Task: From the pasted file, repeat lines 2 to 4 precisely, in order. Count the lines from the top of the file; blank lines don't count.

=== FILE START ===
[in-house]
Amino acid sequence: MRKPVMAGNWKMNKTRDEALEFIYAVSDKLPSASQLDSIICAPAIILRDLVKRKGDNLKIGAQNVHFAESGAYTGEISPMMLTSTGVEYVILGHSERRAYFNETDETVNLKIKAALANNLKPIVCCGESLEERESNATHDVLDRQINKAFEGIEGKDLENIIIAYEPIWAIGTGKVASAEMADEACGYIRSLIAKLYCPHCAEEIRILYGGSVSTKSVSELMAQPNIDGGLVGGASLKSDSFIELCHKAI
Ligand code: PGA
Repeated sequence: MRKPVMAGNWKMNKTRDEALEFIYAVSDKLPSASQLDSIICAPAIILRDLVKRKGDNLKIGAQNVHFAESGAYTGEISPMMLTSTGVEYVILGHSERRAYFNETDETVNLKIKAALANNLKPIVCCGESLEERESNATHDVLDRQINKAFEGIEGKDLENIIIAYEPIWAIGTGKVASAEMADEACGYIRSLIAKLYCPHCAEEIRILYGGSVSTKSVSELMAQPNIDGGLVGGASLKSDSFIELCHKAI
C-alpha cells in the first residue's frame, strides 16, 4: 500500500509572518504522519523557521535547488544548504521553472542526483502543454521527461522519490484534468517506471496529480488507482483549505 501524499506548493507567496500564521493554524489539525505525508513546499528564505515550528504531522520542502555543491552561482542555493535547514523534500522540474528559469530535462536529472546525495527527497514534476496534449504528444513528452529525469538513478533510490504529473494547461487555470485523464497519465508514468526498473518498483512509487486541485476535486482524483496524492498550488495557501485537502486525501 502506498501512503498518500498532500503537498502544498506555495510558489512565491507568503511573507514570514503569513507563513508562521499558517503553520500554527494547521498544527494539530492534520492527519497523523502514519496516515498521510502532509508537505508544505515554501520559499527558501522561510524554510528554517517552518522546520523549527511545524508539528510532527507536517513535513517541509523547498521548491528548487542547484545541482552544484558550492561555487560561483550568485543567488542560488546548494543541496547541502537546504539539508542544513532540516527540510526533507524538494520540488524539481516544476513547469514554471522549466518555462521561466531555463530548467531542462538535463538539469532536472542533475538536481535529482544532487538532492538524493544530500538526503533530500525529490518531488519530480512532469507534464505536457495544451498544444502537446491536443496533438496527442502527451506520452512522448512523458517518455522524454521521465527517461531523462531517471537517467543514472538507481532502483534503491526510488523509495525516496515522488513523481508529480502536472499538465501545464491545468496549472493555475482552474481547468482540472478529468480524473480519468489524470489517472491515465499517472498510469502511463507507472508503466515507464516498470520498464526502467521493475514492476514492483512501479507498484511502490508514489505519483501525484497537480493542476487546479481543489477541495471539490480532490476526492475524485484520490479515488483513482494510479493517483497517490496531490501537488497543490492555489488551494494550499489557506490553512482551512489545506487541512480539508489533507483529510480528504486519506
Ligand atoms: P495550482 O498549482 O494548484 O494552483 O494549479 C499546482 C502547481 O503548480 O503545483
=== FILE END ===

Amino acid sequence: MRKPVMAGNWKMNKTRDEALEFIYAVSDKLPSASQLDSIICAPAIILRDLVKRKGDNLKIGAQNVHFAESGAYTGEISPMMLTSTGVEYVILGHSERRAYFNETDETVNLKIKAALANNLKPIVCCGESLEERESNATHDVLDRQINKAFEGIEGKDLENIIIAYEPIWAIGTGKVASAEMADEACGYIRSLIAKLYCPHCAEEIRILYGGSVSTKSVSELMAQPNIDGGLVGGASLKSDSFIELCHKAI
Ligand code: PGA
Repeated sequence: MRKPVMAGNWKMNKTRDEALEFIYAVSDKLPSASQLDSIICAPAIILRDLVKRKGDNLKIGAQNVHFAESGAYTGEISPMMLTSTGVEYVILGHSERRAYFNETDETVNLKIKAALANNLKPIVCCGESLEERESNATHDVLDRQINKAFEGIEGKDLENIIIAYEPIWAIGTGKVASAEMADEACGYIRSLIAKLYCPHCAEEIRILYGGSVSTKSVSELMAQPNIDGGLVGGASLKSDSFIELCHKAI